There are two main types of experimenter effects:
- Experimenters’ interactions with participants can unintentionally affect their behaviours.
- Errors in measurement, observation, analysis, or interpretation may change the study results.
To avoid experimenter effects, you can implement masking (blinding) to hide the condition assignment from participants and experimenters. In a double-blind study, researchers won’t be able to bias participants towards acting in expected ways or selectively interpret results to suit their hypotheses.
Situational variables, such as lighting or temperature, can alter participants’ behaviors in study environments. These factors are sources of random error or random variation in your measurements.
To understand the true relationship between independent and dependent variables, you’ll need to reduce or eliminate the effect of situational factors on your study outcomes.
To avoid situational variables from influencing study outcomes, it’s best to hold variables constant throughout the study or statistically account for them in your analyses.
A participant variable is any characteristic or aspect of a participant’s background that could affect study results, even though it’s not the focus of an experiment.
Participant variables can include sex, gender identity, age, educational attainment, marital status, religious affiliation, etc.
Since these individual differences between participants may lead to different outcomes, it’s important to measure and analyze these variables.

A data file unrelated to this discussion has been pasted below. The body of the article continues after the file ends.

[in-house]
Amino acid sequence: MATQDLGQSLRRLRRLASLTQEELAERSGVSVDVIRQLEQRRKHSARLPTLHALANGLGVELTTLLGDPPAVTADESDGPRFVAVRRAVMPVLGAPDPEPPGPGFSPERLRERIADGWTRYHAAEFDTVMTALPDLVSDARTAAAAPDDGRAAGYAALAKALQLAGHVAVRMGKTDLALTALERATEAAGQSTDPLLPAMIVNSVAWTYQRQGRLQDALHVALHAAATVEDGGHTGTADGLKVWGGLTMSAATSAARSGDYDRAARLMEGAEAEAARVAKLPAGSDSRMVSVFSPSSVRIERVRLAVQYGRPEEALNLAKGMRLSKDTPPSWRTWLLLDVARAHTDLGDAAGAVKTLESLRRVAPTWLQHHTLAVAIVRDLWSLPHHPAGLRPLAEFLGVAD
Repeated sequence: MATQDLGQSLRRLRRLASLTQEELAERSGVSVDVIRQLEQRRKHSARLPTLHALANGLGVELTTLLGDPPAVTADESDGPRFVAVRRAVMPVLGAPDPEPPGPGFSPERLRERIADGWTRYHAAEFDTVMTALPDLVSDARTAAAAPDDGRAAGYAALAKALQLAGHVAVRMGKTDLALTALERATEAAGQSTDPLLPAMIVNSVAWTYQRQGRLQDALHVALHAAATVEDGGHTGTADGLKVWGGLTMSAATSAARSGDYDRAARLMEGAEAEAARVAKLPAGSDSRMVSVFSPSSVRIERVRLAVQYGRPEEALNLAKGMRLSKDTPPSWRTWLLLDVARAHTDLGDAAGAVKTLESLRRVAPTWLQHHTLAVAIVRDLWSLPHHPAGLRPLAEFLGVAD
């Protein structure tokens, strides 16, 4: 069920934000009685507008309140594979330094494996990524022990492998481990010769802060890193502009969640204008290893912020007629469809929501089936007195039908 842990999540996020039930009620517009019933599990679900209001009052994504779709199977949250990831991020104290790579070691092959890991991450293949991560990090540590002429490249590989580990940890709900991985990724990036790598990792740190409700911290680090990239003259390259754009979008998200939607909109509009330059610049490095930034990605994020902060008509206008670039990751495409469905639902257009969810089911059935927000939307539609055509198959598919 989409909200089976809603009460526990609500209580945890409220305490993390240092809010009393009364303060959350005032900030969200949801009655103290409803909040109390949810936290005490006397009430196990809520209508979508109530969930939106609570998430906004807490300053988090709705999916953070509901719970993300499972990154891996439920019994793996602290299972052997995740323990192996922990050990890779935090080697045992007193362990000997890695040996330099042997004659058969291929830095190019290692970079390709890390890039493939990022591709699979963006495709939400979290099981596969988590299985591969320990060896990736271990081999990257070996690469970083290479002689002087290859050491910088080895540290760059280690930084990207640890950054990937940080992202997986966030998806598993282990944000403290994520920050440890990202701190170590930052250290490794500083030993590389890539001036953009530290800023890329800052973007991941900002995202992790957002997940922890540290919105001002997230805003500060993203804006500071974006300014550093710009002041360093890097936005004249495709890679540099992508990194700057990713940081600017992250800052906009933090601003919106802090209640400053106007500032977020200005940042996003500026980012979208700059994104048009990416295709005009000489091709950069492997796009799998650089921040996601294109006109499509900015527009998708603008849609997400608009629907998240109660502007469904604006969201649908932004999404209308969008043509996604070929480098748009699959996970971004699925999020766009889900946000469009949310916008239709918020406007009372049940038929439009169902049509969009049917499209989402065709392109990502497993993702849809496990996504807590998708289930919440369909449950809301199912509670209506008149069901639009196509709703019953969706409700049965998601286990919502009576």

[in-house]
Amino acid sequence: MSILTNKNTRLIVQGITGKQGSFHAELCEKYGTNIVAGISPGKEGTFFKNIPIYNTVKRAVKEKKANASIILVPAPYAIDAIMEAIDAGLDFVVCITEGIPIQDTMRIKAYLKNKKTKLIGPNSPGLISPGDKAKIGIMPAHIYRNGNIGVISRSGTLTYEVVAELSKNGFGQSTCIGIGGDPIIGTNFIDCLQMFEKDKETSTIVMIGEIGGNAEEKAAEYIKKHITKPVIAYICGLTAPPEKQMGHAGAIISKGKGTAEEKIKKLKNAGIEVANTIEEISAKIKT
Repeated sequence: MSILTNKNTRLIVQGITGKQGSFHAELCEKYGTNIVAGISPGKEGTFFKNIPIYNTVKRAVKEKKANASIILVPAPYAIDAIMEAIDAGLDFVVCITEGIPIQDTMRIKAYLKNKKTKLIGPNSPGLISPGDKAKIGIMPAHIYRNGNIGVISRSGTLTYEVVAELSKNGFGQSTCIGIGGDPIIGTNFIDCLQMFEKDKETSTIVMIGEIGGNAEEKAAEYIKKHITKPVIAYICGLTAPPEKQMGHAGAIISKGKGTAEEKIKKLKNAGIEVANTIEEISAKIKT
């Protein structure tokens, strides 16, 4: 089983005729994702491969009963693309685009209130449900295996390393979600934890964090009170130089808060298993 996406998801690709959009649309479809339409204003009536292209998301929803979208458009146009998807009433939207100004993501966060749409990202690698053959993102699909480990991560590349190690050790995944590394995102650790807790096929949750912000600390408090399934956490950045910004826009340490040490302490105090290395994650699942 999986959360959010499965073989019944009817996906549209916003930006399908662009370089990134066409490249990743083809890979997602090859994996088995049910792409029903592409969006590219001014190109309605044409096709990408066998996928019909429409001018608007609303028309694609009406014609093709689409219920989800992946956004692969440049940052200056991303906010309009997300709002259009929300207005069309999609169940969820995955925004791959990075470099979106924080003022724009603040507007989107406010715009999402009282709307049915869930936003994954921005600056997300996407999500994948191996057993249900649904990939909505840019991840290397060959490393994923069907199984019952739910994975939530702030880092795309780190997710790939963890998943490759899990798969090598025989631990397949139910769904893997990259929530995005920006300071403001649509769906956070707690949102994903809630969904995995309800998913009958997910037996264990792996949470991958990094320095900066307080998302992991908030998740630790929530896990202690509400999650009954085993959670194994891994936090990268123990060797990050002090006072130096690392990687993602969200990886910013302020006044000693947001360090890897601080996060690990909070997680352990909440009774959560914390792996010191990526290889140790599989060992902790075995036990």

To control participant variables, you should aim to use random assignment to divide your sample into control and experimental groups. Random assignment makes your groups comparable by evenly distributing participant characteristics between them.
Frequently asked questions about extraneous variables
- What’s the difference between extraneous and confounding variables?
An extraneous variable is any variable that you’re not investigating that can potentially affect the dependent variable of your research study.
A confounding variable is a type of extraneous variable that not only affects the dependent variable, but is also related to the independent variable.
- What are the types of extraneous variables?
There are 4 main types of extraneous variables:
- Demand characteristics: environmental cues that encourage participants to conform to researchers’ expectations.
- Experimenter effects: unintentional actions by researchers that influence study outcomes.
- Situational variables: environmental variables that alter participants’ behaviors.
- Participant variables: any characteristic or aspect of a participant’s background that could affect study results.
- Why are control variables important?
Control variables help you establish a correlational or causal relationship between variables by enhancing internal validity.
If you don’t control relevant extraneous variables, they may influence the outcomes of your study, and you may not be able to demonstrate that your results are really an effect of your independent variable.
- What does “controlling for a variable” mean?
“Controlling for a variable” means measuring extraneous variables and accounting for them statistically to remove their effects on other variables.
Researchers often model control variable data along with independent and dependent variable data in regression analyses and ANCOVAs. That way, you can isolate the control variable’s effects from the relationship between the variables of interest.